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US May See Deep Recession, Could Impact India’s Markets, Exports: Economist



Mr Mishra said fertility rate is falling in India and net savings are increasing.

New Delhi:

The United States may see a deep recession soon, and such a scenario would impact not only India’s services sector, which is a key component of the country’s GDP, but also bring about a lot of volatility in the bond and equity markets, a top economist has said.

In an exclusive conversation with NDTV, Neelkanth Mishra, who is the Chief Economist for Axis Bank and the part-time chairperson of the Unique Identification Authority of India, said the United States was expected to enter a recession this year and it was thought its GDP growth would fall, but that did not happen. By the end of September, people thought that there would be a “soft landing” and there would not be a recession.ย 

“Our analysis says however that, this year, their fiscal deficit has gone up by 4% of their GDP. ย They had targeted $1 trillion – their fiscal year ends on September 30 – and they ended up with a figure of $2 trillion. If the fiscal deficit is so high, there can’t be a recession. The problem for them, however, is that if they don’t keep increasing the fiscal deficit, they can’t sustain the economy’s growth,” Mr Mishra said.ย 

“Even if they manage to keep the fiscal deficit flat next year, which is a problem in itself, the economy will go into a recession. Because of the fiscal deficit being so high, no one is wanting to buy US bonds. Rates are rising because of that, and this is going to lead to a contraction in demand across the world. So, the recession that will happen could be a very deep one,” he warned.

India Impact

Asked about how this could impact India, Mr Mishra said the effects could be felt through four pathways. Services growth, which is already slow, would get slower.ย 

“If the US sees a recession. Our IT services industry and our business services exports could be hit. Services exports make up 10% of India’s exports. If they fall a lot, we could lose 1% of GDP growth,” he said.

The second pathway is the impact on goods exports. The economist said goods demand will fall. “It is already low in China, Europe and Japan and was above trend in the US. This could affect India’s goods exports,” he warned.

The bigger risk, he said, is dumping of products in India. Mr Mishra pointed out that If India remains the only country where demand is resilient, every manufacturer would like to sell here. This would adversely affect Indian manufacturers.ย 

The fourth problem is that a US recession would affect the yield on its government bond.ย 

“Cost of capital would go up for the other economies. Good borrowers in India, like famed steel companies, would get dollar loans easily earlier. But such loans have not been available for the past 6-8 months. This would bring about a lot of volatility in financial markets like bond markets and equity markets,” he said.ย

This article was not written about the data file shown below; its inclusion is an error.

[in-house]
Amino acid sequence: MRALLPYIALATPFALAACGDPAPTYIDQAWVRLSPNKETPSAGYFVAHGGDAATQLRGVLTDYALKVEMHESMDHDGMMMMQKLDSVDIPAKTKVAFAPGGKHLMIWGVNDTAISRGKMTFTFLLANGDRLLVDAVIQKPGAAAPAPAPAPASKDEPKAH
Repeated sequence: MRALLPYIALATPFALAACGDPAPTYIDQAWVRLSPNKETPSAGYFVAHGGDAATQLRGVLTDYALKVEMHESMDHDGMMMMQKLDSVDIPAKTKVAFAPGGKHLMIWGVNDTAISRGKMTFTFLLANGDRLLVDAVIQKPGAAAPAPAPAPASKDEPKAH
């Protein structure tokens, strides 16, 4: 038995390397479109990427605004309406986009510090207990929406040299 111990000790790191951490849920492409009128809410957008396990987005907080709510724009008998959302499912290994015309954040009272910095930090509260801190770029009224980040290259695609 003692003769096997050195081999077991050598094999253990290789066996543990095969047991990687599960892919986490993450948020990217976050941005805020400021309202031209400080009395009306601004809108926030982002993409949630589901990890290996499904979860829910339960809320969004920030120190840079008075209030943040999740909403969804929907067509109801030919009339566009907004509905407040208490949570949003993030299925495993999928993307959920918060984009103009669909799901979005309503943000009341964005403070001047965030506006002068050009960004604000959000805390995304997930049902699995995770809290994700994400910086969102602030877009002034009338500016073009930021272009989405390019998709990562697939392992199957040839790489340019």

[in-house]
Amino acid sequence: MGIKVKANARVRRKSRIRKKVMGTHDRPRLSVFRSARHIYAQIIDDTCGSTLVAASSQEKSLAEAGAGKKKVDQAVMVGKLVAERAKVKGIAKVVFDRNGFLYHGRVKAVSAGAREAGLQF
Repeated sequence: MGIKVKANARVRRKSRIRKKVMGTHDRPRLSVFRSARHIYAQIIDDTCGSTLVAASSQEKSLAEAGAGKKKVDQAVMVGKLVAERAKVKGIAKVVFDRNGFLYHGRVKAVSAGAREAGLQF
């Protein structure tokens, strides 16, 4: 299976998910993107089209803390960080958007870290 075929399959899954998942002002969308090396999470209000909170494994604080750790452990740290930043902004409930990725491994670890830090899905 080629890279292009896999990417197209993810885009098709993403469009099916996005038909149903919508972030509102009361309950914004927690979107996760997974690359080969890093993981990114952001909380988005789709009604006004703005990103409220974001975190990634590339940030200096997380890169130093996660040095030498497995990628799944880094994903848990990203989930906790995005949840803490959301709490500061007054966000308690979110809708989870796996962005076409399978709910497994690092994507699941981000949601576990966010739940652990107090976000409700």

Preparing The Country

“Price of crude oil has already started falling in the past two-three days because people have started fearing a recession. If the US goes into a recession in May-June next year, oil prices will come down. On the other hand, if oil prices rise, it will have a negative impact on the Indian economy,” he added.

On the steps India can take to tackle all of this, Mr Mishra said the focus should be on macroeconomic stability, as opposed to risk-taking, to be able to deal with the waves of turbulence. “Macroeconomic stability gives you growth for a longer term,” he asserted.

State Vs Centre

Asked about Morgan Stanley’s report stating that if India gets a stable government after 2024, the stock market will rise by 10% and could fall by 20-60% if that does not happen, the economist said this is a very wrong way of thinking.

“The impact of the central government on the economy comes in the medium term. It can be seen in a big way, but in 3-5 years. State governments have a bigger role to play in the near-term economic momentum – whether investments are being done by foreign and private companies – and this will not change,” Mr Mishra said.

He pointed out that the fertility rate is falling in India and the net savings are increasing.ย 

“This is being seen in the increased investment in equity markets – 30-35 billion dollars are being invested each year. A change in government will not affect this. Housing construction is behind this current strength in India’s economy, and this will not change either. Nobody will stop building their house if the government changes. According to me, this kind of sensationalist forecast is totally wrong,” he said.

What The Middle Class Should Do

On whether he has any advice for the middle class, Mr Mishra said, “The next year or year-and-a-half will be very turbulent for the global economy. If we are lucky, that is. If not, it could extend to five years. I would advise precaution. Looking at the Indian economy in the next 5-7 years, I don’t see too much of a cause for worry. Its trajectory looks good for now.”



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